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NASA’s mega moon rocket heads to launchpad next week

NASA is about to take a big step toward the launch of its Artemis I lunar mission when it transports its next-generation Space Launch System (SLS) rocket to a launch pad at the Kennedy Space Center in Florida for testing next week.

NASA’s giant crawler vehicle will haul the SLS rocket — with the Orion spacecraft on top — from the Vehicle Assembly Building to Launch Pad 39B on Thursday, March 17, the space agency announced.

The four-mile journey (shown below) will take between six and 12 hours to complete. Fans of slow TV can watch the rocket’s arrival at the launch pad by visiting the Kennedy Newsroom YouTube channel from around 4 p.m. that day.

The route the SLS rocket will take to the launch pad.
The SLS rocket’s four-mile route from the Vehicle Assembly Building to the launch pad at the Kennedy Space Center. Image used with permission by copyright holder

“At the pad, NASA will conduct a final prelaunch test known as a wet dress rehearsal, which includes loading the SLS propellant tanks and conducting a launch countdown,” the space agency said. The results of the test will enable NASA to determine if it’s ready to move forward with mission activities.

The fully stacked SLS rocket stands at 322 feet (98.1 meters) and, when it blasts off from the launchpad for the very first time, will create around 8.8 million pounds of thrust — 13% more than the space shuttle and 15% more than the Saturn V rocket that powered astronauts to the moon during the Apollo lunar missions five decades ago.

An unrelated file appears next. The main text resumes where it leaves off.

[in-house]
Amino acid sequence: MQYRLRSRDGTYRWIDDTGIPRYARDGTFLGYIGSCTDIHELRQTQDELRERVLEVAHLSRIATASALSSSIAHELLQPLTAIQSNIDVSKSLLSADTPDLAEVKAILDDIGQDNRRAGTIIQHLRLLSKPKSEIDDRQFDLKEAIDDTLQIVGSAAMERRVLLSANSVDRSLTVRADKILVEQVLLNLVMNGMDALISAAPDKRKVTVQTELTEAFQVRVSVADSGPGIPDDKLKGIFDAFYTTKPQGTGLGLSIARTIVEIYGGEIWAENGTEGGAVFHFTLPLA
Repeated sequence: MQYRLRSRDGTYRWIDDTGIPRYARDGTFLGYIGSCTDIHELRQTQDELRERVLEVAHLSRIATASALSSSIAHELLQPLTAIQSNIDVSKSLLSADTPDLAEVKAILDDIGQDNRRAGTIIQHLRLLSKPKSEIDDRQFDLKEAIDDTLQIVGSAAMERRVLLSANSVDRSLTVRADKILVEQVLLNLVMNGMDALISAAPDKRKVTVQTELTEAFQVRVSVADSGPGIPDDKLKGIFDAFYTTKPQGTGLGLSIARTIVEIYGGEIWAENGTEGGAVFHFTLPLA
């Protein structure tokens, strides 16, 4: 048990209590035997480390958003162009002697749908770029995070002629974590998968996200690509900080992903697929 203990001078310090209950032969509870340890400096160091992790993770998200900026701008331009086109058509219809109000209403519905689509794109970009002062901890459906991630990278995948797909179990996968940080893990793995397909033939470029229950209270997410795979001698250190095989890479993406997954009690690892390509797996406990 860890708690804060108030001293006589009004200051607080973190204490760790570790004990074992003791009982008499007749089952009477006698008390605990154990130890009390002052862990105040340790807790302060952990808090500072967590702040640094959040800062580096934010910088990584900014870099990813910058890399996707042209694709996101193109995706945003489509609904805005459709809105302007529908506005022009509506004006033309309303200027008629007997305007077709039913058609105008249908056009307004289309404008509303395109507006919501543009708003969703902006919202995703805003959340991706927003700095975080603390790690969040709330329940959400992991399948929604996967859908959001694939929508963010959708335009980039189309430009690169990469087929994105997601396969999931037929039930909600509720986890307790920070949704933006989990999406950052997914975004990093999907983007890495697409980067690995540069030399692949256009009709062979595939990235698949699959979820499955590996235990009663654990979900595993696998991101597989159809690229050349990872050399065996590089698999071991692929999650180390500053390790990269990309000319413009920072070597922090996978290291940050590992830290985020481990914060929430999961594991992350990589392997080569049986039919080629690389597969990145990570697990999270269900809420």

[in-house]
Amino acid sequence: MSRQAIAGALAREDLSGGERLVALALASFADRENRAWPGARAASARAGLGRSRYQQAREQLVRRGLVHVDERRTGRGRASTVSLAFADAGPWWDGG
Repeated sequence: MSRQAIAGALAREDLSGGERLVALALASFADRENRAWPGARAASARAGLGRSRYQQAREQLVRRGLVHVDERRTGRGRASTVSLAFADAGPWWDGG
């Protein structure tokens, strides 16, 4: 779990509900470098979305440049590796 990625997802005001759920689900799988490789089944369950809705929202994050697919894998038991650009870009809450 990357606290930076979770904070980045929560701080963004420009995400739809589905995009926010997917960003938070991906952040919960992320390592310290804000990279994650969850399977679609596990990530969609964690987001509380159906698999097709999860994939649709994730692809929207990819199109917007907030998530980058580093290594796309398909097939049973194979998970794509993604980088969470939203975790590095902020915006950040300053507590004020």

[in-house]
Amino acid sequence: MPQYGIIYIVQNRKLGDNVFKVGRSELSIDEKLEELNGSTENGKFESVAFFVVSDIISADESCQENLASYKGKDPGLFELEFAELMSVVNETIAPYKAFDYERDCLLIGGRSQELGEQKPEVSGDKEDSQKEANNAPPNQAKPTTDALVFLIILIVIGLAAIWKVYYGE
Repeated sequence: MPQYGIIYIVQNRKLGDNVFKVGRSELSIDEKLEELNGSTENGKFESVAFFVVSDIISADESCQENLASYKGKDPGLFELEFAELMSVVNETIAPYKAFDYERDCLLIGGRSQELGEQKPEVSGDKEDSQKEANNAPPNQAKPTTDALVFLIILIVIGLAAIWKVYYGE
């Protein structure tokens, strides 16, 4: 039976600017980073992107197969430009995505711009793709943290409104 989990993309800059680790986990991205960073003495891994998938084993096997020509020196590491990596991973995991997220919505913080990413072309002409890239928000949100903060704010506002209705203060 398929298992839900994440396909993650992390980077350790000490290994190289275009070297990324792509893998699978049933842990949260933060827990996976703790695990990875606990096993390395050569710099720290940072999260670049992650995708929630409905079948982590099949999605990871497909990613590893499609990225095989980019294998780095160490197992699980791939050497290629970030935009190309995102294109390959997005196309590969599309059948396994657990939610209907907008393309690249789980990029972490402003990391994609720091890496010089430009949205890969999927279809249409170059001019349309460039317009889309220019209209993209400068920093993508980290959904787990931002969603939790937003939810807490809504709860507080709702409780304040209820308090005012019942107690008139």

If testing goes to plan, Artemis I could get underway in May, with the SLS rocket sending the Orion spacecraft on a crewless flyby of the moon in a mission lasting around 26 days.

If the rocket functions as it should and Orion returns safely to Earth, Artemis II will send a crew on the same journey in the next couple of years. Following that, Artemis III will send the first woman and first person of color to the lunar surface before the end of the decade in what will be the first crewed landing since 1972.

The early Artemis missions will also pave the way for a long-term lunar presence and serve as a stepping stone for crewed voyages to Mars and possibly beyond.

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